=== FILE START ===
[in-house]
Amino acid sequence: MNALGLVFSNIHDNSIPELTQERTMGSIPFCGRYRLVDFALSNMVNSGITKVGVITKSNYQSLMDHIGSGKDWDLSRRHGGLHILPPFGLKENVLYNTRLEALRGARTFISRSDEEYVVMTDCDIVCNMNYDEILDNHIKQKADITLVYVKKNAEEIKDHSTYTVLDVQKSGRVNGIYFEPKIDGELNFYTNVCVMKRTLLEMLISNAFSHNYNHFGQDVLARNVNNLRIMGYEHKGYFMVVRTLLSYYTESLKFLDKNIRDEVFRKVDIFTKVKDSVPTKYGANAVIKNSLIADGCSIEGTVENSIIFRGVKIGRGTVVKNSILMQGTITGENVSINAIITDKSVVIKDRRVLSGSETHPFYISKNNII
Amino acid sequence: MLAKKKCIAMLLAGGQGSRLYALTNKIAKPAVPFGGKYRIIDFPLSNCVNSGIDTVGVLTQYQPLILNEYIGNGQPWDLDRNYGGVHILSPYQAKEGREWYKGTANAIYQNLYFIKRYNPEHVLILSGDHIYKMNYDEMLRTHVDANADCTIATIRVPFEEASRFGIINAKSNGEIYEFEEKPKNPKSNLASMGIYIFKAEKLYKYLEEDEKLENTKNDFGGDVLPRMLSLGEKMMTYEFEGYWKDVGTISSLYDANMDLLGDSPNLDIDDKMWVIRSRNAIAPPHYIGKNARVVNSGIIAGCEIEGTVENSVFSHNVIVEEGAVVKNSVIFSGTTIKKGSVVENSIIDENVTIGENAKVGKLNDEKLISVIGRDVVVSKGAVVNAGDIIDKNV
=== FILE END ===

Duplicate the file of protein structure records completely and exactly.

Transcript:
[in-house]
Amino acid sequence: MNALGLVFSNIHDNSIPELTQERTMGSIPFCGRYRLVDFALSNMVNSGITKVGVITKSNYQSLMDHIGSGKDWDLSRRHGGLHILPPFGLKENVLYNTRLEALRGARTFISRSDEEYVVMTDCDIVCNMNYDEILDNHIKQKADITLVYVKKNAEEIKDHSTYTVLDVQKSGRVNGIYFEPKIDGELNFYTNVCVMKRTLLEMLISNAFSHNYNHFGQDVLARNVNNLRIMGYEHKGYFMVVRTLLSYYTESLKFLDKNIRDEVFRKVDIFTKVKDSVPTKYGANAVIKNSLIADGCSIEGTVENSIIFRGVKIGRGTVVKNSILMQGTITGENVSINAIITDKSVVIKDRRVLSGSETHPFYISKNNII
Amino acid sequence: MLAKKKCIAMLLAGGQGSRLYALTNKIAKPAVPFGGKYRIIDFPLSNCVNSGIDTVGVLTQYQPLILNEYIGNGQPWDLDRNYGGVHILSPYQAKEGREWYKGTANAIYQNLYFIKRYNPEHVLILSGDHIYKMNYDEMLRTHVDANADCTIATIRVPFEEASRFGIINAKSNGEIYEFEEKPKNPKSNLASMGIYIFKAEKLYKYLEEDEKLENTKNDFGGDVLPRMLSLGEKMMTYEFEGYWKDVGTISSLYDANMDLLGDSPNLDIDDKMWVIRSRNAIAPPHYIGKNARVVNSGIIAGCEIEGTVENSVFSHNVIVEEGAVVKNSVIFSGTTIKKGSVVENSIIDENVTIGENAKVGKLNDEKLISVIGRDVVVSKGAVVNAGDIIDKNV